After a break in antiretroviral drug therapy in HIV-positive patients, the virus rebounds and begins to multiply. While this was feared to destroy, perhaps irreversibly, patient HIV-specific CD4+ T cells that are preferentially infected by the virus, it has now be shown to actually boost HIV-specific T cell production and activation, thereby boosting the immune response to the virus.
Scheduled interruption and resumption of antiretroviral treatment of HIV-positive patients has generated hopes of reducing drug toxicities, costs, and total treatment time. However there has been concern regarding how this on and off cycling of drug therapy effects viral replication and the patients ongoing immune response to viral infection. While it was implied that even at high viral loads a small population of these HIV-specific CD4+ T cells remained, they have been difficult to quantify.
Rodney Phillips and colleagues from the University of Oxford developed a highly sensitive technique to visualize, quantify, and track the HIV-specific CD4+ T cell population in patients with early-stage HIV infection who were given a short, fixed course of antiretroviral therapy. They found that return of viral replication after cessation of treatment does not destroy this important T cell population – their numbers were in fact comparable to the numbers observed during therapy. Furthermore, the turnover of these virus-specific cells was increased and the CD4+ T cells were prompted to mature into what are known as effector cells, capable of exerting an immune function that helps coordinate other cells of the immune system to eliminate the virus.
Brooke Grindlinger | EurekAlert!
Programming cells with computer-like logic
27.07.2017 | Wyss Institute for Biologically Inspired Engineering at Harvard
Identified the component that allows a lethal bacteria to spread resistance to antibiotics
27.07.2017 | Institute for Research in Biomedicine (IRB Barcelona)
Physicists working with researcher Oriol Romero-Isart devised a new simple scheme to theoretically generate arbitrarily short and focused electromagnetic fields. This new tool could be used for precise sensing and in microscopy.
Microwaves, heat radiation, light and X-radiation are examples for electromagnetic waves. Many applications require to focus the electromagnetic fields to...
Strong light-matter coupling in these semiconducting tubes may hold the key to electrically pumped lasers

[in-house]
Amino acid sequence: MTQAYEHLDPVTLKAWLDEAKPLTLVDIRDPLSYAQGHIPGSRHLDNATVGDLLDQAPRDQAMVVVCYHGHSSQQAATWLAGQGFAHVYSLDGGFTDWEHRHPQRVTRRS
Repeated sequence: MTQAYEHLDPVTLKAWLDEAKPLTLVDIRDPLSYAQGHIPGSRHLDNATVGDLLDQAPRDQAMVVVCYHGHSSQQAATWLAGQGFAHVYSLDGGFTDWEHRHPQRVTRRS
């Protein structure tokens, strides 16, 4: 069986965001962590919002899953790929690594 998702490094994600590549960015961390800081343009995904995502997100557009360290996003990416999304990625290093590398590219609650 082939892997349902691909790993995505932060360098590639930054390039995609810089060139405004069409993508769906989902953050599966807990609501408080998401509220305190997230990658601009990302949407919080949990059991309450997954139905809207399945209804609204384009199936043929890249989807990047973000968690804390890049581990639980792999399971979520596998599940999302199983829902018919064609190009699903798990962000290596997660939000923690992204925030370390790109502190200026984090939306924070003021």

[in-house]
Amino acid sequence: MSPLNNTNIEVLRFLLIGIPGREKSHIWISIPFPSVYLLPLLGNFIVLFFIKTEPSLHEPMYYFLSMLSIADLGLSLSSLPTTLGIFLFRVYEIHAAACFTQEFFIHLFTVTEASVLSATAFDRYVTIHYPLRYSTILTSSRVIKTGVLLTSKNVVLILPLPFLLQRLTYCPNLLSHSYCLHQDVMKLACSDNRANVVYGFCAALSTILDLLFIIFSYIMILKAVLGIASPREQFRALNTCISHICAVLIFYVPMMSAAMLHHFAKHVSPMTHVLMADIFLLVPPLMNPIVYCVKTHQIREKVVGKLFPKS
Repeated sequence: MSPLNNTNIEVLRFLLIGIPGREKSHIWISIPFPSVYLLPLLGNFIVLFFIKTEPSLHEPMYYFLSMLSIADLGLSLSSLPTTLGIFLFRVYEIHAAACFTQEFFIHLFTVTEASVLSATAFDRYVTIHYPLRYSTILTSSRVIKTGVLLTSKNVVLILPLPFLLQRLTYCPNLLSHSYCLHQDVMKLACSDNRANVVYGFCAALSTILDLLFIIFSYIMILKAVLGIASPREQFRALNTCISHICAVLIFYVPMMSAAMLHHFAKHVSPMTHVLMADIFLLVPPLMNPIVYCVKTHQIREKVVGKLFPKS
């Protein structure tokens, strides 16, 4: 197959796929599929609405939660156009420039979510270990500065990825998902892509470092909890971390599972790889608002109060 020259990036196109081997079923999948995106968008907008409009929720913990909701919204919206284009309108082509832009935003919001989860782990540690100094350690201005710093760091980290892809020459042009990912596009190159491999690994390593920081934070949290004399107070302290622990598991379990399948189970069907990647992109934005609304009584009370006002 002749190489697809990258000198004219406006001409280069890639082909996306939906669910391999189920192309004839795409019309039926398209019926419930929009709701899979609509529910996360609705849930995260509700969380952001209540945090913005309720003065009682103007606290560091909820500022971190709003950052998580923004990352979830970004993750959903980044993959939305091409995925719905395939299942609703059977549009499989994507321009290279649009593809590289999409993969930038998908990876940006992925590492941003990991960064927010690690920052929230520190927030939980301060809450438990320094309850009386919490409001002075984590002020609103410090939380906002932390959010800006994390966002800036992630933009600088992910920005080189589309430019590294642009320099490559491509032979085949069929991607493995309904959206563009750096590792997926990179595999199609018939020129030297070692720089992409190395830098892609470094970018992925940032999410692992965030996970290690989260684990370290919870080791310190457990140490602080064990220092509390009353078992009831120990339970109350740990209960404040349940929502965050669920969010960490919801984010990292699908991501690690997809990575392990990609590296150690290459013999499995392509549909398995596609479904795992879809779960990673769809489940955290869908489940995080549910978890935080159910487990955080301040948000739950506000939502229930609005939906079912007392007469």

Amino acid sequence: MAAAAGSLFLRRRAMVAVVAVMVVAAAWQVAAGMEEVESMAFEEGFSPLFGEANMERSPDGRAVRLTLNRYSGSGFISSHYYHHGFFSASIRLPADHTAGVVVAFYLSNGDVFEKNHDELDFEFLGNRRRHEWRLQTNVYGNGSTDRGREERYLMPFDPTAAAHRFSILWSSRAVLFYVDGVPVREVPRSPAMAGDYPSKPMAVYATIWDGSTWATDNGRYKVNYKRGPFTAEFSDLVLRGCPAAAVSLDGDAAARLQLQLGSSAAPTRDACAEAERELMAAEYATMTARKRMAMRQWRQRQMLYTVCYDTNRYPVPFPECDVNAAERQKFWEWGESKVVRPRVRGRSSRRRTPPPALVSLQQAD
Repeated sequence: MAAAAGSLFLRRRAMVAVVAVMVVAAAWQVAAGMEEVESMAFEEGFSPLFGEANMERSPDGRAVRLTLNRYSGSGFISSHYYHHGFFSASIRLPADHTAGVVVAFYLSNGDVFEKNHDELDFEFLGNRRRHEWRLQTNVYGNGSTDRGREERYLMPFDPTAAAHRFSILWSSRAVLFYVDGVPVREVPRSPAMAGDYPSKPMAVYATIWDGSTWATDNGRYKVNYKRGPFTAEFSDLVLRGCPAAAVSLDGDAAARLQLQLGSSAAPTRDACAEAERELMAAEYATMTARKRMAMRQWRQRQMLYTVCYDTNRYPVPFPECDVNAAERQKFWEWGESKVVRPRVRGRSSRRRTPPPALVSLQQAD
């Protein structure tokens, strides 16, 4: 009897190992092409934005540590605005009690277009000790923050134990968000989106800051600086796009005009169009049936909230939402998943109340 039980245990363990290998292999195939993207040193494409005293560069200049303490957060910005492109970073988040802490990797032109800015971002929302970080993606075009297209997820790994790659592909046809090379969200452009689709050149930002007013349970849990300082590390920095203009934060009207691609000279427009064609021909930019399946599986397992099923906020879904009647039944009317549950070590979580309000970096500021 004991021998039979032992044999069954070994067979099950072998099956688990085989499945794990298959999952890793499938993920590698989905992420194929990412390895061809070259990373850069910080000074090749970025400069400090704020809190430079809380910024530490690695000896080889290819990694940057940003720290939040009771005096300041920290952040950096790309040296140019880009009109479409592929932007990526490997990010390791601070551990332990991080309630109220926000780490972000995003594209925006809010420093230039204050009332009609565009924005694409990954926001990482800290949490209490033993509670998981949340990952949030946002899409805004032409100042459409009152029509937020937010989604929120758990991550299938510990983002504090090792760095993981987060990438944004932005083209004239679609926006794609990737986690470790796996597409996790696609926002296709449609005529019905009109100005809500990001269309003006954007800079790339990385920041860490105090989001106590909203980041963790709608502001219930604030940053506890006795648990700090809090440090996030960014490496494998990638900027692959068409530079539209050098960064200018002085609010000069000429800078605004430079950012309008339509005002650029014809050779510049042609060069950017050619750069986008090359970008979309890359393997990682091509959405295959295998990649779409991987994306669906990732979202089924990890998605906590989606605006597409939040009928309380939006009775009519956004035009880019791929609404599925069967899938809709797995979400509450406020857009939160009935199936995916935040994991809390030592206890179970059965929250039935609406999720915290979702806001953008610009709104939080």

Light-matter quasi-particles can be generated electrically in semiconducting carbon nanotubes. Material scientists and physicists from Heidelberg University...
Fraunhofer IPA has developed a proximity sensor made from silicone and carbon nanotubes (CNT) which detects objects and determines their position. The materials and printing process used mean that the sensor is extremely flexible, economical and can be used for large surfaces. Industry and research partners can use and further develop this innovation straight away.
At first glance, the proximity sensor appears to be nothing special: a thin, elastic layer of silicone onto which black square surfaces are printed, but these...
3-D shape acquisition using water displacement as the shape sensor for the reconstruction of complex objects
A global team of computer scientists and engineers have developed an innovative technique that more completely reconstructs challenging 3D objects. An ancient...
Physicists have developed a new technique that uses electrical voltages to control the electron spin on a chip. The newly-developed method provides protection from spin decay, meaning that the contained information can be maintained and transmitted over comparatively large distances, as has been demonstrated by a team from the University of Basel’s Department of Physics and the Swiss Nanoscience Institute. The results have been published in Physical Review X.
For several years, researchers have been trying to use the spin of an electron to store and transmit information. The spin of each electron is always coupled...
26.07.2017 | Event News
21.07.2017 | Event News
19.07.2017 | Event News
27.07.2017 | Life Sciences
27.07.2017 | Life Sciences
27.07.2017 | Health and Medicine